Canvas Painter is a culminating project brings together processing arrays, functions with return values, and handling keystroke events. The app allows a user to draw an image while recording in an array every single x,y location the mouse passes over on the canvas. By processing this array in different ways, the image can be redrawn in different styles, like random, spray paint, and sketching.

Student Links:

Lesson 18: Practice PT - Create Your Own App

Students design an app based off of one they have previously worked on in the programming unit. Students choose the kinds of improvements they wish to make and write responses to reflection questions similar to those they will see on the AP® Create Performance Task.

Student Links: | |

Chapter Commentary

Unit 5 Chapter 2 - What’s the story?

This chapter tells the story of the real power of computers, which is to quickly and precisely perform many of computations on data to produce a result. There are two pieces to this puzzle. (1) We need to better understand how to control iteration (loops) beyond a simple repeat loop. (2) We need to be able to store and process lists of data rather than single variables.

Knowledge and facility with loops and lists opens an almost infinite number of doors to different types of programs you can write and problems you can solve. The projects and examples in this chapter merely scratch the surface of what’s possible. List processing is a core pattern for much of computation. The point in these lessons is for students to see the pattern in action a few times to get the gist.

For example, in computer science, writing computer programs to model and simulate real world events is a hugely important topic. The idea of using randomness or random sampling over a large number of trials to obtain a numerical result is a foundational practice in computing. We address it briefly here with the coin flipping experiment, in which students write a program to model flipping a coin repeatedly while keeping track of the results in various ways. This type of method is broadly known as the “Monte Carlo method” and could be used in any situation to determine the probabilities of certain outcomes. Monte Carlo methods have been used to model drivers’ behavior in traffic, the flow of multiple fluids, business risk models, and so on.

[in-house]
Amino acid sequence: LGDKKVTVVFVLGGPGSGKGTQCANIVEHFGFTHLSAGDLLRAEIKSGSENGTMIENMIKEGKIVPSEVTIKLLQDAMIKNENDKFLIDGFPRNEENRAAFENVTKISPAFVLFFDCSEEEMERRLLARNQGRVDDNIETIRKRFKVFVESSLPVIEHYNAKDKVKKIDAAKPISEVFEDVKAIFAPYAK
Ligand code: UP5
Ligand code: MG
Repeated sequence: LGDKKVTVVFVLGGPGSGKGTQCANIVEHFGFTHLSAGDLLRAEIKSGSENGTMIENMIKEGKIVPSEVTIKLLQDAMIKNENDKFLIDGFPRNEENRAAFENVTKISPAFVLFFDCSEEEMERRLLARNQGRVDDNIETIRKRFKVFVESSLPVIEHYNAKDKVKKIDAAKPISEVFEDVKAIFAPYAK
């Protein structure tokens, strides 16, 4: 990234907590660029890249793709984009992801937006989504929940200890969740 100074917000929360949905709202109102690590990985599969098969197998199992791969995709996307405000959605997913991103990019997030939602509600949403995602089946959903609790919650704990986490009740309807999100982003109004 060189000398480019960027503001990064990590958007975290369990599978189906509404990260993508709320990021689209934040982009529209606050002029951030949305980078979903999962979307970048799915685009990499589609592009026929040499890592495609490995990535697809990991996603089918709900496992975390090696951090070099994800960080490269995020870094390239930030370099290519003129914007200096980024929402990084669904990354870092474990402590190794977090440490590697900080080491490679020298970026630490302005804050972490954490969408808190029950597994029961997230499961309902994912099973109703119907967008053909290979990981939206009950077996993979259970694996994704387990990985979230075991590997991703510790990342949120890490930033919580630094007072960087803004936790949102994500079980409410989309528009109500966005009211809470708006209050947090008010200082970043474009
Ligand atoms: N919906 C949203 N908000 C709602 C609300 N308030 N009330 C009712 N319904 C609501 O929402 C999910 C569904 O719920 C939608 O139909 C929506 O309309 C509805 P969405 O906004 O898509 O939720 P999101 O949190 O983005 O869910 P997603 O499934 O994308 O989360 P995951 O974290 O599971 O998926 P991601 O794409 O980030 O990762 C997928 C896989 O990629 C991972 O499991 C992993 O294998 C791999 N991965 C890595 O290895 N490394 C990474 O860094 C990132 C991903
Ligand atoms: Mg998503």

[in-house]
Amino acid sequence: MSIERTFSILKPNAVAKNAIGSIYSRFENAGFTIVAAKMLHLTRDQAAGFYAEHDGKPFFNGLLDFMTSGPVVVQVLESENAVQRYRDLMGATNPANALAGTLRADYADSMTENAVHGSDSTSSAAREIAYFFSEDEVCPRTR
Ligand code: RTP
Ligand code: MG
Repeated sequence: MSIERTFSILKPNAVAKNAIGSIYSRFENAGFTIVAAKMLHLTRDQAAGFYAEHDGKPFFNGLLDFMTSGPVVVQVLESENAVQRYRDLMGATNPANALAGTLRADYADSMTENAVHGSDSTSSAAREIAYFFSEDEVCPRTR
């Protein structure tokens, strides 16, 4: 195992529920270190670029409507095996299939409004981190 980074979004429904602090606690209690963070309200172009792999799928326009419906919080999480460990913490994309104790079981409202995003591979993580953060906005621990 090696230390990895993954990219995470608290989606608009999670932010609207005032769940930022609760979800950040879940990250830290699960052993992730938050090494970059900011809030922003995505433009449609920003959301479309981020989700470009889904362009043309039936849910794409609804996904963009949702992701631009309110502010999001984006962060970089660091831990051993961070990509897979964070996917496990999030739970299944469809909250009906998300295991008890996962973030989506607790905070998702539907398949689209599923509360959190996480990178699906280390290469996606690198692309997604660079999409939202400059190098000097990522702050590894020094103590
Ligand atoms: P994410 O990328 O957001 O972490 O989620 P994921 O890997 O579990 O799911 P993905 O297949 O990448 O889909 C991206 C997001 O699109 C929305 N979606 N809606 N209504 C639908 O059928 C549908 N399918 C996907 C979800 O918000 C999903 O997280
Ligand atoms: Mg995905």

Our Approach to the Content

The teaching patterns for this chapter are similar to prior lessons in Unit 5 -- (1) introduce and motivate the concept, (2) do some skill-building and practice with the code related to that concept, (3) complete a project.

We want to encourage students to continue working with a partner or “programming buddy” - a person that they can check their work with, clarify instructions, etc. The model we suggest is two students sitting side by side, one with the instructions up on her screen, while the other writes code on hers. Since the projects are usually individual and creative, there is no risk in students helping each other along the way.

Even though the coin flipping experiment seems simplistic, it has the same root elements of more sophisticated models. The main takeaway for students should be this: when some computation is too long or complicated to do by hand with mathematics, if you can think of how to represent or model the thing using the tools of programming such as variables, loops, and conditions (lists), then you can run a simulation a million times to approximate a result.

It’s also worth pointing out a deliberate connection between processing arrays in this chapter and the “Human Machine Language” problems students worked on in Unit 3, where they designed algorithms and programs to process a list of playing cards. You can appeal to some of those exercises in this work here. There are numerous aspects to using lists, and the concept takes some time to sink in. Doing a linear pass over an array (a loop that starts at the front of a list and does something to or with each element one at a time until it reaches the end) is the most sophisticated programming technique students will encounter in the course and be expected to reason about in an exam situation.